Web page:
MoF prepared to act on 2nd Samurai bond issuance


THE Ministry of Finance (MoF) is prepared to act accordingly if the second Samurai bond issuance is to proceed.

The ministry is awaiting further instructions from Prime Minister (PM) Tun Dr Mahathir Mohamad (picture) who recently, in Japan, said Malaysia wants the issuance of the second Samurai bond to go ahead.

The PM has also considered the views of various parties despite the bond’s lower interest rate.

In June, Finance Minister Lim Guan Eng received directives from Dr Mahathir to initiate negotiations with relevant parties following the latter’s visit to Japan in May, where he was offered the second Samurai bond.

The Cabinet had also stated its agreement in principle on the bond issuance, with more details to be scrutinised by MoF.

Following negotiations between Lim and Japanese government representatives, particularly the Japan Bank for International Cooperation (JBIC) which will guarantee the issuance of the Samurai bond, JBIC had agreed to reduce the bond’s interest rate to 0.5% with a 10-year maturity.

The interest rate for the first Samurai bond, which amounted to 200 billion yen (RM7.8 billion) in March this year, was 0.63% and also with a 10-year maturity.

This marked Malaysia’s return to the Japanese bond market after 30 years.

Mizuho Bank Ltd, HSBC Bank Malaysia Bhd and Daiwa Capital Markets Ltd in collaboration with Affin Hwang Investment Bank Bhd acted as joint lead arrangers and bookrunners for the issuance of the first bond.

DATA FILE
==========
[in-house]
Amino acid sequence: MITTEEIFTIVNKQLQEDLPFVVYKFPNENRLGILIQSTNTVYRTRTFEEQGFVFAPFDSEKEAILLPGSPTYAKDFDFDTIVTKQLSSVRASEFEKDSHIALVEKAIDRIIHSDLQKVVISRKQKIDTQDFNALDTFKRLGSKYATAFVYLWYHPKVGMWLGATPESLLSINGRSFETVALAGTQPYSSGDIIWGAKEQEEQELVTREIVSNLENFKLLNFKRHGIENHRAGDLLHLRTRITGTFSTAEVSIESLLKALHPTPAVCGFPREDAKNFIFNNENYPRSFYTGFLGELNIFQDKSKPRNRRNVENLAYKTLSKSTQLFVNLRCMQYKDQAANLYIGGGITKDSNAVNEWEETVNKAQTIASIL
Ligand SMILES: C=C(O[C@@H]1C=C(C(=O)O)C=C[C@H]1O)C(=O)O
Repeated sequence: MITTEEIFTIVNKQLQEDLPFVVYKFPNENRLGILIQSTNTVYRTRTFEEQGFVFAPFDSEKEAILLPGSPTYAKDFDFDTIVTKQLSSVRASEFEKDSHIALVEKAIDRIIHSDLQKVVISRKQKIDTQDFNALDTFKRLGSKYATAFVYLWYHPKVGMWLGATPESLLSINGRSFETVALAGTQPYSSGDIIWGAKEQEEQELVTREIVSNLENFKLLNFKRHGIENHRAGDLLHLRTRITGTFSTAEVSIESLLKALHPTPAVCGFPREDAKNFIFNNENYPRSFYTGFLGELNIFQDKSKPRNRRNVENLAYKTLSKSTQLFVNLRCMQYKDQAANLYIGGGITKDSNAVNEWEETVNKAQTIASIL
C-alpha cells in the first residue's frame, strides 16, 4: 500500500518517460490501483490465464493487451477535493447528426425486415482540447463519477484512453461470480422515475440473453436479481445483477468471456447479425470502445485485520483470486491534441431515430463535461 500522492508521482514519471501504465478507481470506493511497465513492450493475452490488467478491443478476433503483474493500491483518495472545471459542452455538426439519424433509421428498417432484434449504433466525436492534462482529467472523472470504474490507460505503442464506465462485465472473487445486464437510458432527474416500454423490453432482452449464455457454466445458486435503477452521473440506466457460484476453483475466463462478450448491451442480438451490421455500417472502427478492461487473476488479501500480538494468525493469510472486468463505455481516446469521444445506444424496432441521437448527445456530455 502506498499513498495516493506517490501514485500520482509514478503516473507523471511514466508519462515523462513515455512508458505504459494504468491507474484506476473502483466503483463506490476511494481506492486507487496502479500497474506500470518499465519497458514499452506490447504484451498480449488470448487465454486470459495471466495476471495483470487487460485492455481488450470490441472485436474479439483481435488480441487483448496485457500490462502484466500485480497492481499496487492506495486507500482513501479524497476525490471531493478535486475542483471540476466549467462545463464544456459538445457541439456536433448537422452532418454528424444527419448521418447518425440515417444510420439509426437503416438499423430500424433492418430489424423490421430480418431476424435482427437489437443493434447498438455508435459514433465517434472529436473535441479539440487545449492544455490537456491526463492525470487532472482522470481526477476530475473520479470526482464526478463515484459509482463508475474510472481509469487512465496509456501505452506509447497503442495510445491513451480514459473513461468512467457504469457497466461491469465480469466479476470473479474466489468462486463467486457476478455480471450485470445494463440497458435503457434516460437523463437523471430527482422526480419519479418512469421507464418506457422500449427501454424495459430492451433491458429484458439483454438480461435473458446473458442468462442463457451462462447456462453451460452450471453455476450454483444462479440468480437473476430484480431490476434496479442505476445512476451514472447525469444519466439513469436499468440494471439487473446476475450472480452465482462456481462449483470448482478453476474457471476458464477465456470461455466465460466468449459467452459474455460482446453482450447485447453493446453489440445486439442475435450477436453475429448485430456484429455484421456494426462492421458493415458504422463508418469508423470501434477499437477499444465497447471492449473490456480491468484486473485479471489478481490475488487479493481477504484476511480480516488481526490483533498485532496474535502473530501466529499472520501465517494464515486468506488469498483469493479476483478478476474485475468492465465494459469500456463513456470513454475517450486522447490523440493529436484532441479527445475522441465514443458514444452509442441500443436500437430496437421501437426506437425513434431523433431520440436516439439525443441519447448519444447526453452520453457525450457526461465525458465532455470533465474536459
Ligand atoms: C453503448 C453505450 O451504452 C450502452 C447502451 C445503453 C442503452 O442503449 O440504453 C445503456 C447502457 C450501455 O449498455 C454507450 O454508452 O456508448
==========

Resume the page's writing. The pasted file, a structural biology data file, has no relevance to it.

Guaranteed by state-owned JBIC, it was the largest of such sovereign bond issuance in the market then.

Proceeds from the first bond issuance will be used to fund infrastructure developments including the construction of schools, hospitals, roads and utilities.

Last month, following The Malaysian Reserve’s report, Dr Mahathir confirmed that Malaysia was considering the issuance of a second bond from Japan as the country sought cheap funding alternatives to plug the government’s financial gaps.

He said the government was studying the feasibility of a “cheap loan” to address the government’s debt of over RM1 trillion incurred by the previous administration.

A Samurai bond is issued in Tokyo by non-Japanese companies and is subject to Japanese regulations.

Dr Mahathir previously explained that the yen-denominated bond would allow Malaysia to capitalise on the exchange rate variance between the Japanese currency and the US dollar.

Japan, the world’s third-largest economy, is known for its ultra-low rates. In January, the Bank of Japan pledged to keep its 10-year government bond yields at 0% as central banks loosened monetary policies in the face of a global economic slowdown.